Working in academic research is considerably different from other jobs I've held (e.g. grocery store cashier, writing tutor, teaching assistant). Research, while dependent on collaborations and discussions with other scientists, is heavily independent. Moreover, research is not a customer service profession, unless you think of the grant-distributing institutions that fund research as a customer.
I got my first real taste of das Leben der Wissenschaft while working at the Harvard-Smithsonian Center for Astrophysics (CfA) in summer 2014. Before working at the CfA, I had done chemical ecology research at Dickinson College with my advisor, Dr. Amy Witter, but at that time I was a much younger student who needed direct oversight of my work and my professor to be available to answer an endless list of questions. I had also done radio astronomy research at the National Radio Astronomy Observatory (NRAO) the summer before the CfA, but I was new to the field of astronomy. Between becoming acquainted with what types of problems researchers in the field tackled and working in a room with four other student researchers, I was far from independent.
At the CfA, however, I already had a basic grounding in the computer programming (specifically interactive data language, or IDL) necessary for analyzing the radio telescope data. Between group meetings and meeting my advisor—Dr. Karin Öberg—two or three times weekly, I was on my own. I shared an office with a friendly post-doc who, because it was summer, was often away at conferences or completing observations. There were often several people in the research group missing, taking advantage of freedom from semesterly responsibilities such as teaching. Needless to say, it was often very quiet at the CfA. As a generally introverted person, I enjoyed the quiet, but I had to learn how to balance the quasi-isolation with communicating well with my research group.
Independence for academics does not just come in the form of periods of isolation in their offices. I was never expected to be at the CfA by a certain time (except 10 a.m. Mondays for group meeting), and I could work as late as I wanted. I could even skip the office on hot afternoons, working much more comfortably from air-conditioned corners of Starbucks. My time management skills were tested at times, especially on stormy days where I was willing to do just about anything except tackle walking down Garden Street in bullets of rain for over half-a-mile.
The best kind of independence, however, was my own thinking. As an undergraduate chemistry student, I was always guided by laboratory manuals and overly-helpful teaching assistants; questions in introductory courses were always answered by someone else. Working with Dr. Öberg, however, I often answered my own questions, with some encouraging guidance from my advisor. There is no lab manual for research, only data that causes its researchers to generate—and attempt to answer—them.
While I had begun to recognize these aspects of academia during my honors research project at Dickinson with Dr. Witter following my summer at the CfA, I don't think I really began to appreciate them until I came to the Universität zu Köln with my Fulbright.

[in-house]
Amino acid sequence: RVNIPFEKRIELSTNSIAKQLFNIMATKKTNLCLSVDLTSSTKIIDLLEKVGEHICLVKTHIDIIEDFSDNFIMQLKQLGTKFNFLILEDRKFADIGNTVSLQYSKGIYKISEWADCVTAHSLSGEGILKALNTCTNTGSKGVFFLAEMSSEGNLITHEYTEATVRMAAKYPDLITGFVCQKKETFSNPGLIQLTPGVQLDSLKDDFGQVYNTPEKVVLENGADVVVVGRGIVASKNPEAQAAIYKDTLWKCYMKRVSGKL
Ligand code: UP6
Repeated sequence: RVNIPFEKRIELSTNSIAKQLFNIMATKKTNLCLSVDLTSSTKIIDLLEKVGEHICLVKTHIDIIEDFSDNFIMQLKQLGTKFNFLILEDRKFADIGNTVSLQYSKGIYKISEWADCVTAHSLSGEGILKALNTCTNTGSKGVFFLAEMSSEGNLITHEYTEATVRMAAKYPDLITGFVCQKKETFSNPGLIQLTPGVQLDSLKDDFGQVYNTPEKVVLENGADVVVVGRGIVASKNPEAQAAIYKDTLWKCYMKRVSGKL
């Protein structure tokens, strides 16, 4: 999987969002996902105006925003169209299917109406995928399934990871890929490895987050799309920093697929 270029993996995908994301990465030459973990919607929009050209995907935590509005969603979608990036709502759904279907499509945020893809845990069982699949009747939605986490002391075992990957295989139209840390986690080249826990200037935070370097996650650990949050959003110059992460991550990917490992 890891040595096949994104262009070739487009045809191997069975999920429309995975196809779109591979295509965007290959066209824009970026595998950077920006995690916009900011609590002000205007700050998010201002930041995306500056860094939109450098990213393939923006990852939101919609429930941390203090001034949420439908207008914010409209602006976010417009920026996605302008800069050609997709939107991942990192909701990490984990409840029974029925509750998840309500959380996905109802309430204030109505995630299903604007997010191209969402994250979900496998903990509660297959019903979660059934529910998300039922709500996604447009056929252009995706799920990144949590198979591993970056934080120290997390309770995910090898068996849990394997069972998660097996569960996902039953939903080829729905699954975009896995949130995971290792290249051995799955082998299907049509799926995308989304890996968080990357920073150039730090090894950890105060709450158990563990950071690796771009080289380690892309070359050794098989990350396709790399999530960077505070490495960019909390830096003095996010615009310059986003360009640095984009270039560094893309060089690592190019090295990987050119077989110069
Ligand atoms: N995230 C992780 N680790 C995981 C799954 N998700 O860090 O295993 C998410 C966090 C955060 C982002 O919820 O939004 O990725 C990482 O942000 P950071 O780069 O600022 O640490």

With the Cologne Laboratory Astrophysics Group, I am much more independent than I ever anticipated being before holding a PhD, and I am grateful for my experiences at the CfA for preparing me (mentally, especially). Working with the Cologne Database for Molecular Spectroscopy (CDMS), I have encountered a number of challenges. I work alongside a wonderful postdoc—Nadine Wehres—who is the most helpful officemate, collaborator, and mentor I could ask for as a Fulbrighter. She welcomes my input and gives me the confidence to express my own ideas, even though she has experience far beyond her PhD thesis and I have just finished applying to PhD programs now.
One of the first challenges I encountered working with the CDMS involved gathering laboratory data: our experiment did not work. Nadine and I spent weeks trying to puzzle out why we were having technical difficulties, and my suggestions were just as valid despite me being new to the equipment. (We never did figure out what was wrong with our experiment; it just started working well enough to proceed one day). Being given responsibility and a voice so early on in my time at Köln was imperative in making me quickly feel like a valued and confident member of the Laboratory Astrophysics Group.
My understanding of physical chemistry has also been put to the test. As a chemistry undergraduate, I took Quantum Chemistry & Spectroscopy, a course introducing a wide range of spectroscopic methodologies, mostly from a theoretical perspective. The methodologies covered in the course included rotational spectroscopy—the type of spectroscopy I am using in my research—, but only scratched the surface. Rotational spectroscopy is complex, especially when put into practice. Yet I am asked daily to expand what I learned in this course to apply to my research, and it has definitely been a challenge putting the course's theories into practice! No one has given me a textbook to read, no one has automatically explained concepts to me; rather, the group has been great about letting me tackle problems on my own, giving me guidance as needed. Even when I find myself unable to solve a problem, it is rewarding to have people who have enough confidence to think I can.
If I feel half as confident in graduate school as I do as a Fulbrighter, working for my PhD won't be half as bad as everyone says.